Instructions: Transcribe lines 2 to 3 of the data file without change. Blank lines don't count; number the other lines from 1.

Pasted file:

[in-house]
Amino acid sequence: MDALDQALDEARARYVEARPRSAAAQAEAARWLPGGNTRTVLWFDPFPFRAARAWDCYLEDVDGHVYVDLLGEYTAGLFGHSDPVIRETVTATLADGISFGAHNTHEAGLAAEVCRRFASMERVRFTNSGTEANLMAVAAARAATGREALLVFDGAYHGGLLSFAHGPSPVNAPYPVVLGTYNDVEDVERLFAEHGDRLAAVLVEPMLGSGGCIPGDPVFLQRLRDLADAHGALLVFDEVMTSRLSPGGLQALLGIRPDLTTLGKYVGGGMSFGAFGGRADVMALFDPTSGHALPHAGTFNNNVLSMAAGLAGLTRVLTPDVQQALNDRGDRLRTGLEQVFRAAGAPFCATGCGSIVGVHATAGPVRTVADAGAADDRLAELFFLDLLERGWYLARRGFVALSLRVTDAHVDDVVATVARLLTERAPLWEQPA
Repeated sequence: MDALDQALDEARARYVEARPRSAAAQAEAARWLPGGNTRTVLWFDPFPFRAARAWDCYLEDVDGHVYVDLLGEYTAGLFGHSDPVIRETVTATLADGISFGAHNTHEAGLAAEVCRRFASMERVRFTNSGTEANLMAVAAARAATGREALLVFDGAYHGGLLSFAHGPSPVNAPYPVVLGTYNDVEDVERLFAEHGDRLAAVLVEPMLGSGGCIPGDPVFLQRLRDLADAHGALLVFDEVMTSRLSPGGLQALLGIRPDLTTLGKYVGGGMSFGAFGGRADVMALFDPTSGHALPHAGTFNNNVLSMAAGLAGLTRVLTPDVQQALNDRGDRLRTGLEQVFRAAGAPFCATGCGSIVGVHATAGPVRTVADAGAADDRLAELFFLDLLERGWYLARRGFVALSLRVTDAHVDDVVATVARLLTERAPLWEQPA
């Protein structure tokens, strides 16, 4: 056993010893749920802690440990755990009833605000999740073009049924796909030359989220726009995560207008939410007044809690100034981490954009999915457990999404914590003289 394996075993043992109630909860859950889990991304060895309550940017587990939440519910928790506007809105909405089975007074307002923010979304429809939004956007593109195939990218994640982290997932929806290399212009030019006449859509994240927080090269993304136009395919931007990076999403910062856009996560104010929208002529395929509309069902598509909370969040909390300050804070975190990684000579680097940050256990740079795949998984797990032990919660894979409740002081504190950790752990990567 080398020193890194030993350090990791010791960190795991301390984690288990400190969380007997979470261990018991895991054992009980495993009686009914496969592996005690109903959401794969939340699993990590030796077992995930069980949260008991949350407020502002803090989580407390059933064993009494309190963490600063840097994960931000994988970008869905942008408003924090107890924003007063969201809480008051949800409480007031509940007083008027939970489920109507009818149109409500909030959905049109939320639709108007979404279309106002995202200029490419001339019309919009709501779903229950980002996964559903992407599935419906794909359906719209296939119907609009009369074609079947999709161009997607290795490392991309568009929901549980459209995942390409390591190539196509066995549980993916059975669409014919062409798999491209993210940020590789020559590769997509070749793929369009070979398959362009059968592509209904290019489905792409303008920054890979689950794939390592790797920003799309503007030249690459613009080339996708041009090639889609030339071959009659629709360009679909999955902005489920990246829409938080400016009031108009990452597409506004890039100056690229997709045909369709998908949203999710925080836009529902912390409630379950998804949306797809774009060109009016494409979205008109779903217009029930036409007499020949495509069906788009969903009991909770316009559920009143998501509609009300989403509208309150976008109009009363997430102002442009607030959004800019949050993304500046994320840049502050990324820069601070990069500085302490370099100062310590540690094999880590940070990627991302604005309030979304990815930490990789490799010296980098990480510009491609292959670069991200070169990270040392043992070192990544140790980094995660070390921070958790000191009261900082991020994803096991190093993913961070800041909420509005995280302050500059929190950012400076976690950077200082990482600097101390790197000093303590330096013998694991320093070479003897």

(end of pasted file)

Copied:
Amino acid sequence: MDALDQALDEARARYVEARPRSAAAQAEAARWLPGGNTRTVLWFDPFPFRAARAWDCYLEDVDGHVYVDLLGEYTAGLFGHSDPVIRETVTATLADGISFGAHNTHEAGLAAEVCRRFASMERVRFTNSGTEANLMAVAAARAATGREALLVFDGAYHGGLLSFAHGPSPVNAPYPVVLGTYNDVEDVERLFAEHGDRLAAVLVEPMLGSGGCIPGDPVFLQRLRDLADAHGALLVFDEVMTSRLSPGGLQALLGIRPDLTTLGKYVGGGMSFGAFGGRADVMALFDPTSGHALPHAGTFNNNVLSMAAGLAGLTRVLTPDVQQALNDRGDRLRTGLEQVFRAAGAPFCATGCGSIVGVHATAGPVRTVADAGAADDRLAELFFLDLLERGWYLARRGFVALSLRVTDAHVDDVVATVARLLTERAPLWEQPA
Repeated sequence: MDALDQALDEARARYVEARPRSAAAQAEAARWLPGGNTRTVLWFDPFPFRAARAWDCYLEDVDGHVYVDLLGEYTAGLFGHSDPVIRETVTATLADGISFGAHNTHEAGLAAEVCRRFASMERVRFTNSGTEANLMAVAAARAATGREALLVFDGAYHGGLLSFAHGPSPVNAPYPVVLGTYNDVEDVERLFAEHGDRLAAVLVEPMLGSGGCIPGDPVFLQRLRDLADAHGALLVFDEVMTSRLSPGGLQALLGIRPDLTTLGKYVGGGMSFGAFGGRADVMALFDPTSGHALPHAGTFNNNVLSMAAGLAGLTRVLTPDVQQALNDRGDRLRTGLEQVFRAAGAPFCATGCGSIVGVHATAGPVRTVADAGAADDRLAELFFLDLLERGWYLARRGFVALSLRVTDAHVDDVVATVARLLTERAPLWEQPA